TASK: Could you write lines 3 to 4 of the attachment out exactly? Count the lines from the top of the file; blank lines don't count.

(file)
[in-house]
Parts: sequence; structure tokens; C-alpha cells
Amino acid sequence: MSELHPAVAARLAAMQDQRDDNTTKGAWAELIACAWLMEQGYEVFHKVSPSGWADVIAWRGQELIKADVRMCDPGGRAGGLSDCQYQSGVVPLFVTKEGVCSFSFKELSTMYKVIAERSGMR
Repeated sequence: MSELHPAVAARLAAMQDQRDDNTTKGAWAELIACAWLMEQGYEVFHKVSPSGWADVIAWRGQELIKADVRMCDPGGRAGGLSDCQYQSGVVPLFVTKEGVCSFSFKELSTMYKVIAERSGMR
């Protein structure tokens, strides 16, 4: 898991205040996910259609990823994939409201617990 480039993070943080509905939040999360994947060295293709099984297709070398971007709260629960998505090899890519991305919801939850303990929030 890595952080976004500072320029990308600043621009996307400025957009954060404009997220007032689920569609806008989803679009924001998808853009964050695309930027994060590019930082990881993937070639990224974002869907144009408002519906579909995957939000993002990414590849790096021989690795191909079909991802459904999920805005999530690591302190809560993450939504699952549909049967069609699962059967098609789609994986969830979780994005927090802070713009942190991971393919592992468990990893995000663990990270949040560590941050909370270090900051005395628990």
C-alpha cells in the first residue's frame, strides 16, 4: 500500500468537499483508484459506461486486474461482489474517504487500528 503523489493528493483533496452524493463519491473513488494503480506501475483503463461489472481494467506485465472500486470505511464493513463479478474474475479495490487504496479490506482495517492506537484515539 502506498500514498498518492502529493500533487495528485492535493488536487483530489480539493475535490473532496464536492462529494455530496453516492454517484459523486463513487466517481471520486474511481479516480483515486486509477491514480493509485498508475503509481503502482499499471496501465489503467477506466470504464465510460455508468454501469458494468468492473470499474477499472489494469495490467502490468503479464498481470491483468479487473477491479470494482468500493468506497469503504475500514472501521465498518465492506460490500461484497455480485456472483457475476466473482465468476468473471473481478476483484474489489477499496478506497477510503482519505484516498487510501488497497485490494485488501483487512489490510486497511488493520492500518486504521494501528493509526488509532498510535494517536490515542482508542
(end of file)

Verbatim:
Amino acid sequence: MSELHPAVAARLAAMQDQRDDNTTKGAWAELIACAWLMEQGYEVFHKVSPSGWADVIAWRGQELIKADVRMCDPGGRAGGLSDCQYQSGVVPLFVTKEGVCSFSFKELSTMYKVIAERSGMR
Repeated sequence: MSELHPAVAARLAAMQDQRDDNTTKGAWAELIACAWLMEQGYEVFHKVSPSGWADVIAWRGQELIKADVRMCDPGGRAGGLSDCQYQSGVVPLFVTKEGVCSFSFKELSTMYKVIAERSGMR